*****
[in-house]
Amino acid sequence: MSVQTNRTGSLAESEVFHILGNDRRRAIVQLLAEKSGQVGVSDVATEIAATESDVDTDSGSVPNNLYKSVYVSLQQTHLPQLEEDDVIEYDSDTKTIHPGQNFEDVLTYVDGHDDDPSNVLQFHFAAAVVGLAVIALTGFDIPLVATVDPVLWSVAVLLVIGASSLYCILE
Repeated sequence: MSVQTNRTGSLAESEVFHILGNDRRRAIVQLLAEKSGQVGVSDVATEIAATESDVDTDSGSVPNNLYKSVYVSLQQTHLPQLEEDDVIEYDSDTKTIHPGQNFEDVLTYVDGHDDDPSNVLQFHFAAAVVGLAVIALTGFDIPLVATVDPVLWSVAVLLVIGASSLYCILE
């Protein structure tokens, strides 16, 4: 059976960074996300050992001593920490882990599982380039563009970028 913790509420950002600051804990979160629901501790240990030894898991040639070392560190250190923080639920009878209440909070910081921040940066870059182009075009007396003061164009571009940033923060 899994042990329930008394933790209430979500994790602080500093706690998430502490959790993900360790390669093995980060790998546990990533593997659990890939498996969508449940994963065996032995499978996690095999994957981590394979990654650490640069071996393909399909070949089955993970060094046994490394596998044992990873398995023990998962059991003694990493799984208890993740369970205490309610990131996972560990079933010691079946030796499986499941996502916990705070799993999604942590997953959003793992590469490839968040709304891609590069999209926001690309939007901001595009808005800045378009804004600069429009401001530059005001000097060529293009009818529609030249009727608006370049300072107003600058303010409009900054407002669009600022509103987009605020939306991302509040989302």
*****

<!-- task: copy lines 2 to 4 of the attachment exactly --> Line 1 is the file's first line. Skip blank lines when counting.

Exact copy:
Amino acid sequence: MSVQTNRTGSLAESEVFHILGNDRRRAIVQLLAEKSGQVGVSDVATEIAATESDVDTDSGSVPNNLYKSVYVSLQQTHLPQLEEDDVIEYDSDTKTIHPGQNFEDVLTYVDGHDDDPSNVLQFHFAAAVVGLAVIALTGFDIPLVATVDPVLWSVAVLLVIGASSLYCILE
Repeated sequence: MSVQTNRTGSLAESEVFHILGNDRRRAIVQLLAEKSGQVGVSDVATEIAATESDVDTDSGSVPNNLYKSVYVSLQQTHLPQLEEDDVIEYDSDTKTIHPGQNFEDVLTYVDGHDDDPSNVLQFHFAAAVVGLAVIALTGFDIPLVATVDPVLWSVAVLLVIGASSLYCILE
């Protein structure tokens, strides 16, 4: 059976960074996300050992001593920490882990599982380039563009970028 913790509420950002600051804990979160629901501790240990030894898991040639070392560190250190923080639920009878209440909070910081921040940066870059182009075009007396003061164009571009940033923060 899994042990329930008394933790209430979500994790602080500093706690998430502490959790993900360790390669093995980060790998546990990533593997659990890939498996969508449940994963065996032995499978996690095999994957981590394979990654650490640069071996393909399909070949089955993970060094046994490394596998044992990873398995023990998962059991003694990493799984208890993740369970205490309610990131996972560990079933010691079946030796499986499941996502916990705070799993999604942590997953959003793992590469490839968040709304891609590069999209926001690309939007901001595009808005800045378009804004600069429009401001530059005001000097060529293009009818529609030249009727608006370049300072107003600058303010409009900054407002669009600022509103987009605020939306991302509040989302």